Oil prices rose on Friday, following an agreement by OPEC and other major producers to extend output curbs until the end of 2018 to try to reduce the global oilglut.
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The Organization of the Petroleum Exporting Countries and some non-OPEC producers led by Russia agreed on Thursday to keep current limits on output in place until the end of next year, although they signaled a possible early exit from the deal should the market overheat and prices rise too far.
Brent was trading at $63.22 by 1202 GMT, up 59 cents on the day. U.S. light crude was up 46 cents at $57.86.
"OPEC and the cooperating countries have created a very high level of confidence that they are standing behind the oil market, that they're going to drive the inventories further down," SEB Markets chief commodities analyst Bjarne Schieldrop said.
"They gave a very serious and trustworthy appearance yesterday and that is taking away a lot of the downside in the market," he said.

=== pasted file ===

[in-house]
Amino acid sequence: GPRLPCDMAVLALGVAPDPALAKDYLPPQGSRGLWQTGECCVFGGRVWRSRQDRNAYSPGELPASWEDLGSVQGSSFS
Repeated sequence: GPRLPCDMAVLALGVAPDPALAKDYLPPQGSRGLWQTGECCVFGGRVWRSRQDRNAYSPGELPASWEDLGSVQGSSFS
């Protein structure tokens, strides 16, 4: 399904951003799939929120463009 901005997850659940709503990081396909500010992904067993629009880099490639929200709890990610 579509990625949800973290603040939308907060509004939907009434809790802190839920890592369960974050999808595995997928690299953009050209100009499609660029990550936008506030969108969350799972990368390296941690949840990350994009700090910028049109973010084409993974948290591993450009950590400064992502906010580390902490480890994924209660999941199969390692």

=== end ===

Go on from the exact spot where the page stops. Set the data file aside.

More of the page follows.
The deal, which has been in place since January and was due to expire in March, has seen producers reduce output by 1.8 million barrels per day (bpd), helping to halve global oiloversupply over the past year.
It has allowed prices to return above $60 per barrel, recovering from lows of $27 per barrel hit in January 2016.
But the price rise has also revived the specter of the bull market of the last decade when Brent prices soared.
These concerns led Russia to stress the need for clarity on an exit strategy from the deal and to this end, a reference to a review process in June was included.
"Without the reference to a June review, Russia would have been tied to the end of 2018; it wanted instead to have an escape clause," Petromatrix strategist Olivier Jakob said.
"It leaves a question mark about the second half [of 2018] and about the commitment of Russianoil companies, which will be price dependent," he said.
The CEO of Russia's top private producer Lukoil told Reuters he would like to see the price of oilstable at current levels, trading in the $60-65 per barrel range.
The oil market is unlikely to overheat, he added, thanks to cooperation between OPEC and its allies which would allow them to release new output into the market to rebalance it.
Price rises could also fuel more drilling in the United States, which is not party to the agreement, Russia warned.
Rising U.S. production has been a thorn in OPEC's side, undermining the impact of its output curbs.
U.S. oil production
(Additional reporting by Aaron Sheldrick; Editing by David Evans and Mark Potter)